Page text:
How do you guys spice things up on tour and keep the morale going?
We like to joke around a lot; we like to pull a lot of pranks. We are a very comical bunch in this RV, so there's a lot of joking around going on.

What was the last prank you pulled?
Um, we were just in Europe with Madball, not too long ago, and it's Ed's (bassist) first tour, and he got to go on a bus, didn't have to do shit, got treated like a rock star, so we felt that he needed to get a little Ashton Kutcher type Punk,. So, he got really wasted this one night, and as he is climbing up the stairs to his bunk to go to bed, and he bangs into Freddy Madball, and Freddy is like, "oh, hey Ed, whats up, watch it", you know? And Ed was so wasted he was like, "ahh, whatever", and he went to bed. So the next day we were like, yo, we are going to get him. The gig was sold out, and we had our passports down on the table, so we made like we were talking to our manager, telling him that we have got get sliced and were thrown off the tour, making him feel like it was all his fault, and we had all the posters at the club saying Sworn Enemy cancelled, blah, blah, blah, this and that. You know, this dude was almost in tears, I swear to God. And thenm we were like "yo, you've just been Punk'd. That was the best one we've had so far.

That's crazy, it's kind of merciless, but it's funny anyway.
Yes it is, it is merciless, but it had to be done.

When you are not in Sworn Enemy, what are you doing?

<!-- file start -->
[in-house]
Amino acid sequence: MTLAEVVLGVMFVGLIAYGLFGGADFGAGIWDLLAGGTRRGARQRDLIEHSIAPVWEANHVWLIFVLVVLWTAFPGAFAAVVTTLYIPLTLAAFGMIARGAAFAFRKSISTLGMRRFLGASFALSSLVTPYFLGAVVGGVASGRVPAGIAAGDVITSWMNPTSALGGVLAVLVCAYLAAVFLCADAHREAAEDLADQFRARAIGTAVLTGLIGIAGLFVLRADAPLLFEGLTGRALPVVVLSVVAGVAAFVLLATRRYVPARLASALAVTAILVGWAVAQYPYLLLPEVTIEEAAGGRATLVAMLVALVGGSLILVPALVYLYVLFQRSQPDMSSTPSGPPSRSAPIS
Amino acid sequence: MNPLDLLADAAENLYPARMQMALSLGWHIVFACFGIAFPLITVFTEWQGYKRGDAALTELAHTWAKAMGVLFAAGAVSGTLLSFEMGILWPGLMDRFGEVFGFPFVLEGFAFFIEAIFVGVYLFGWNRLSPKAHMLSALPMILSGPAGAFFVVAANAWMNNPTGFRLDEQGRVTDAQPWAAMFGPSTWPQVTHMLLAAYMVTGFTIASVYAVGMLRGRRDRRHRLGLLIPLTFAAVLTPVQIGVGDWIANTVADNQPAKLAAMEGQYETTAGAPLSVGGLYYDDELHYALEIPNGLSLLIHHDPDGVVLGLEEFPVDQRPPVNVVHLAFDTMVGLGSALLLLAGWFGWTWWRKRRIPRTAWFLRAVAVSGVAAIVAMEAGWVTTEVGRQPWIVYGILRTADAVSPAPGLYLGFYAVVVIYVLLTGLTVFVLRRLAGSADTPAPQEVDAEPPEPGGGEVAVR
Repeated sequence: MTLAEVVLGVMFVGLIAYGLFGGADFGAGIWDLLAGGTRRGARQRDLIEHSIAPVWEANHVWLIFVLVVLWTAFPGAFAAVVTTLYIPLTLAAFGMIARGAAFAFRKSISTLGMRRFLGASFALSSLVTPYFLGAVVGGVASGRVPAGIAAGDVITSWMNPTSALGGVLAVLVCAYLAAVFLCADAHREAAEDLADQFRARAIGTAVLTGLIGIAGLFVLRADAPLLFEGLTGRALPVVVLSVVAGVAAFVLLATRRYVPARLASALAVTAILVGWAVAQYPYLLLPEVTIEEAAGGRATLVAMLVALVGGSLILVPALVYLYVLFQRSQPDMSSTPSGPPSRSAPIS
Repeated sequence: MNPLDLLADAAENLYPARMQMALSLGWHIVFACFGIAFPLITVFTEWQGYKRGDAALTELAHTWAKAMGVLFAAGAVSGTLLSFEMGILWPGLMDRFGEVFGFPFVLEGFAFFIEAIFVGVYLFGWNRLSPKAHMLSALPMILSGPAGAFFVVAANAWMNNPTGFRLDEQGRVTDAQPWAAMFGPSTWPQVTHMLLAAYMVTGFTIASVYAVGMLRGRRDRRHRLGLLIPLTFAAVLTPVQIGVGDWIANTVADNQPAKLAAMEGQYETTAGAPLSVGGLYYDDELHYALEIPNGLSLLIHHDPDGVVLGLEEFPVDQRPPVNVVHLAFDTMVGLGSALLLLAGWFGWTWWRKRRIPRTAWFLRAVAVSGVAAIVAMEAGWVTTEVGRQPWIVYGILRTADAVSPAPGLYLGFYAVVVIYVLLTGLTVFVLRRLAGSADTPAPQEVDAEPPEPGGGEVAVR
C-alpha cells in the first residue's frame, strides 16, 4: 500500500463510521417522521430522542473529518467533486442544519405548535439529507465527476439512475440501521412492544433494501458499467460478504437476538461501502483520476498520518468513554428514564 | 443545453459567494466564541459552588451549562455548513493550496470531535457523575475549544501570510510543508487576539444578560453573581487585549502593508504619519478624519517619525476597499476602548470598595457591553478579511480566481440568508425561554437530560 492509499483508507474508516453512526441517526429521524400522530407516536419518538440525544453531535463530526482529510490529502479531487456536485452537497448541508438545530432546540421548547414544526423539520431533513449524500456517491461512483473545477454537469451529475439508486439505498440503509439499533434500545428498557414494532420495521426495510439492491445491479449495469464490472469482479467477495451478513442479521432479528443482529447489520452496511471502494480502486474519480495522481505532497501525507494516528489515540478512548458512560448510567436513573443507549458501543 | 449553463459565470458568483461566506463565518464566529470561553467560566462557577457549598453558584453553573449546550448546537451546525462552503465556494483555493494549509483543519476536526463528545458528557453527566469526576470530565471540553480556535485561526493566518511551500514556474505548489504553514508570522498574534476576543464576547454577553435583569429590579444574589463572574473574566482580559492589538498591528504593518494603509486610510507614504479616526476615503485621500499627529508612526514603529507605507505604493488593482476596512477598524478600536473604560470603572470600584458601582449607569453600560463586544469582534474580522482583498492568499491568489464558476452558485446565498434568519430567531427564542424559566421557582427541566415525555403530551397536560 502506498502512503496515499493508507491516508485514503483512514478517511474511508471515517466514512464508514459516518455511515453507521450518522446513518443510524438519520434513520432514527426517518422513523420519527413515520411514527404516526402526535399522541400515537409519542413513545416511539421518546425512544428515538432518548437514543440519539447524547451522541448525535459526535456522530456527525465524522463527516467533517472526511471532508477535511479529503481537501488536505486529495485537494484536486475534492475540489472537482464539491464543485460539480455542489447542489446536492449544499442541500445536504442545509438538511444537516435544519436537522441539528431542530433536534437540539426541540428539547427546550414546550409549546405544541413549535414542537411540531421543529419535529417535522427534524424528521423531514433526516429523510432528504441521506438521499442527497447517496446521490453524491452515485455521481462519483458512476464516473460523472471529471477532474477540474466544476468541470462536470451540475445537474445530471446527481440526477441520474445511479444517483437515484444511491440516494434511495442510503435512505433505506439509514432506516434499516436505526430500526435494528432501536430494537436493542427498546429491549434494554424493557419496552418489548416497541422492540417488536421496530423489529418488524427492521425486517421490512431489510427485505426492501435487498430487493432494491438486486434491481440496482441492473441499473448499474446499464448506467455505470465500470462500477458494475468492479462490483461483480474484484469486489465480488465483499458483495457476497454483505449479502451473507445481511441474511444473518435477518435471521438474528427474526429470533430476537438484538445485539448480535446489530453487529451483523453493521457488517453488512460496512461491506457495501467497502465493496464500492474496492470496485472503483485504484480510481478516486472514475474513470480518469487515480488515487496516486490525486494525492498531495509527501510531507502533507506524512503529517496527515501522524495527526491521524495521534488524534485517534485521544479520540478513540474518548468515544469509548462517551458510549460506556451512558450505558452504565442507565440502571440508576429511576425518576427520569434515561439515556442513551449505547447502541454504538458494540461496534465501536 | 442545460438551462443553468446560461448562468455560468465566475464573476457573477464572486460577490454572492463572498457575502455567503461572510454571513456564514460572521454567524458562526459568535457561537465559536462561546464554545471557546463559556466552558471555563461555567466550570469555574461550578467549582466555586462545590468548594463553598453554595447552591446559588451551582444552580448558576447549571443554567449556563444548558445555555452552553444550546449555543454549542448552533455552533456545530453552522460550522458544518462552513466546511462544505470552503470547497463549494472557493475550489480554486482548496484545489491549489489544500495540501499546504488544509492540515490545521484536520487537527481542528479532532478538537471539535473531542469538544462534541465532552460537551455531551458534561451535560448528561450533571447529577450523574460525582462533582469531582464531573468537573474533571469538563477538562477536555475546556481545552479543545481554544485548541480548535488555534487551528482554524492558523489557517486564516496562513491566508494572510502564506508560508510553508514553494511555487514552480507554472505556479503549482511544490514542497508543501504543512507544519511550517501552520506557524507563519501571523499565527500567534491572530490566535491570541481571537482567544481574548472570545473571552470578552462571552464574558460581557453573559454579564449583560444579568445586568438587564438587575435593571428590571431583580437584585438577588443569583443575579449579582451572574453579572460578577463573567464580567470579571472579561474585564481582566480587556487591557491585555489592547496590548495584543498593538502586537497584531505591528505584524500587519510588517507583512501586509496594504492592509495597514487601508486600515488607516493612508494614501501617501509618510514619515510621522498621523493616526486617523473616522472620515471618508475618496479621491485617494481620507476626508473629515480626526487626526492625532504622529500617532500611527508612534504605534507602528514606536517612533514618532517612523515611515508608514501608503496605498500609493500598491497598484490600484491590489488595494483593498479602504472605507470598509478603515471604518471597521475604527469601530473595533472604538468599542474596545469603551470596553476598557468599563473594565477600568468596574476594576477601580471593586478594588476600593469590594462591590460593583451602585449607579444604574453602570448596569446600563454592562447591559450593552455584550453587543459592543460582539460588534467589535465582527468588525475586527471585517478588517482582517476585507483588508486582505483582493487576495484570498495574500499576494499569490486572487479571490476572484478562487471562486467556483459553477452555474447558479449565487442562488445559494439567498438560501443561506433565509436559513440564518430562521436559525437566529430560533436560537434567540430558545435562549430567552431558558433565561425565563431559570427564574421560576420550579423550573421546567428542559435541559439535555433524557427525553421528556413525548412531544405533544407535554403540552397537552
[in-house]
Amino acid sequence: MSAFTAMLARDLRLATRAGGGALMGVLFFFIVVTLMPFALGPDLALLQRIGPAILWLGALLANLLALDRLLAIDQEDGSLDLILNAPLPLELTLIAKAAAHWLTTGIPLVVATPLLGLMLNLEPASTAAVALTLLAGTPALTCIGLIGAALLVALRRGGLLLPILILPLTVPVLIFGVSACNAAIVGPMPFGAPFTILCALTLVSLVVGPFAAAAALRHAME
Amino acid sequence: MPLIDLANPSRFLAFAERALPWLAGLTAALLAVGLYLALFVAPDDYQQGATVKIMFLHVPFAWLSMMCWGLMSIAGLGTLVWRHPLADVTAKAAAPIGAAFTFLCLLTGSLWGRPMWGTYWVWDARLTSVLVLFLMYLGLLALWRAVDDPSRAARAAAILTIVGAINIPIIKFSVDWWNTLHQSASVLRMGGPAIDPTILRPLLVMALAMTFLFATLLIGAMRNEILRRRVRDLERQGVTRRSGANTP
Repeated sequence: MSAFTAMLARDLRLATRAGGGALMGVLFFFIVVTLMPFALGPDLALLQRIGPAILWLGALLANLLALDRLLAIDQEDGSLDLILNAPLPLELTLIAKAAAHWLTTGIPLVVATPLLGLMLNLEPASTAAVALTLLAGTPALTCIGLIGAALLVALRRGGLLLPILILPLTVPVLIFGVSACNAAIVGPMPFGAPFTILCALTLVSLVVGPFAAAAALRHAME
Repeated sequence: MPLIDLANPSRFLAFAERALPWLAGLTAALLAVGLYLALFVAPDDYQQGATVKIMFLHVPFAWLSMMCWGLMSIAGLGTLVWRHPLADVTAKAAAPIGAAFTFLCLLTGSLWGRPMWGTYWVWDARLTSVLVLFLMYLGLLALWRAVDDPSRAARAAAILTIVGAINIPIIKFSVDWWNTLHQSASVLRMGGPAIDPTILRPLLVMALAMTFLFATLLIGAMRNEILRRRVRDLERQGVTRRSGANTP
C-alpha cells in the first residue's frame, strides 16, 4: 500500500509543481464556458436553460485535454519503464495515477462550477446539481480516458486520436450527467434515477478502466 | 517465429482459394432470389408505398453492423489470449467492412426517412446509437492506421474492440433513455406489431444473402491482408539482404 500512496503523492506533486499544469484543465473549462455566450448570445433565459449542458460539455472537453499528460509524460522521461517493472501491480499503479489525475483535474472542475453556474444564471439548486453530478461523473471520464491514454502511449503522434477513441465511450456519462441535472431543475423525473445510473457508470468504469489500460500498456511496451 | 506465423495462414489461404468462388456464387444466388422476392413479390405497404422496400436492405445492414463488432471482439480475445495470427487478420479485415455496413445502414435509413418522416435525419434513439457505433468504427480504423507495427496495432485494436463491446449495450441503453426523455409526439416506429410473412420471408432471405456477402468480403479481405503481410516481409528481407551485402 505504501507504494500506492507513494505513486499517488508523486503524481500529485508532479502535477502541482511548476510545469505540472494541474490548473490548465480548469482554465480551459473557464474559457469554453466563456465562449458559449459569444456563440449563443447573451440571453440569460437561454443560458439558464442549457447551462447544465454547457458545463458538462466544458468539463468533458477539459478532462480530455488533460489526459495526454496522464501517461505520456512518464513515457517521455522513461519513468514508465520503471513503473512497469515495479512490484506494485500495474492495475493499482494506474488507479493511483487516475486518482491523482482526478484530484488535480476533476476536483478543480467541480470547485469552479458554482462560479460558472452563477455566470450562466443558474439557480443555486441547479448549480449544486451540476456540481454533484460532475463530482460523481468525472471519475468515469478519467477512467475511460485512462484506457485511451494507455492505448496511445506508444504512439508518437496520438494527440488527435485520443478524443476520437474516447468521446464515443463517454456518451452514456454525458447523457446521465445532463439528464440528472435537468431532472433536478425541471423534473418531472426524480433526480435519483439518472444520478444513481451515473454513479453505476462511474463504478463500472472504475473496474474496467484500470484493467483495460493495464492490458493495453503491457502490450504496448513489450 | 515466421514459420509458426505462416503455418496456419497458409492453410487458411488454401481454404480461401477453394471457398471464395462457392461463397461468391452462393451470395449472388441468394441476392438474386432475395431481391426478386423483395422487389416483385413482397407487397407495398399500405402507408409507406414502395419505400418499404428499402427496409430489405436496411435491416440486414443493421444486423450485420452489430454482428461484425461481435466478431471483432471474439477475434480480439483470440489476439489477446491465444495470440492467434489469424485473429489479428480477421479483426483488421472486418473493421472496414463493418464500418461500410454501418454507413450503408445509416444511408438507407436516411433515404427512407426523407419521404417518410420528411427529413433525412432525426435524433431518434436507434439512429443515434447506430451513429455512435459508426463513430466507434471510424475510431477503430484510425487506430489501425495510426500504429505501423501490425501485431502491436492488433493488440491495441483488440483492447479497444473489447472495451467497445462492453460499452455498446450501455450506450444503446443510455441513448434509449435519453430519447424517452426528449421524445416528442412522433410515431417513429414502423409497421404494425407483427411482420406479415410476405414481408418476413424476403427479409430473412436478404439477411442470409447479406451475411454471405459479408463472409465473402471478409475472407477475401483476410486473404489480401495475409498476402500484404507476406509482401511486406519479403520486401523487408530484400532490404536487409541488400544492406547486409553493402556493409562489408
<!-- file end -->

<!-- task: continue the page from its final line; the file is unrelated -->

Well, I do landscaping. I'm not happy to say that, but what can I do. I can't find a full time job when I'm home because I'm always on tour, so I take whatever I can get. Some very good friends of mine own a landscaping business and he gives me work when I need it, so I'm grateful for that.

And what's the toughest part about being in a heavy metal band?
The fact that you don't make any money. I mean, you know, it's tough to go home and pay the bills when you are coming home with three cents.

What advice would you give to an aspiring musician?
Wow� don't quit your day job. Go to school, go to college, get your education. But, if someone has the desire and the heart to want to play in it, I say, you know, give 150%, because if you aren't going to give 150% don't do it because it's going to take every ounce of energy that you have to try to make it in this industry.

Now, you guys have quite the itinerary coming up man, run it down so far�
Right now, we're on tour with Anthrax, God Forbid and Mantis. Then we are going to tour with God Forbid and Mantis after the Anthrax tour is over, and then I think we are possibly going to be doing some Madball dates. After that, we have Six Feet Under coming up, so we are pretty much going to be busy through to April.

Anything plans for the summer yet?
Well, we haven't heard anything yet, but we are really trying for Sound of the Underground. That's going to be our goal to get that. Last year's was a total success and I can only envision it getting better this year

What bands would you like to tour with that you haven't yet?
Hmm, I think the only band that I want to tour with that I haven't toured with is the Cro-Mags.

There are always a whole bunch of things going on in the hardcore scene. Do you guys have any side projects going on?
Nah, no side projects yet.

Right, give it a little time, right?
Give it a little time, you never know, something might pop up.

What's the best advice you ever got?
The best advice I ever got� I've gotten so much advice�you know what I think the best advice I ever got was just stay true to your roots. Don't forget where you came from.

Do you have any final words for us Sal?
On January 24th, help us out and go pick up THE BEGINNING OF THE END.



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Date: Jan 31, 2006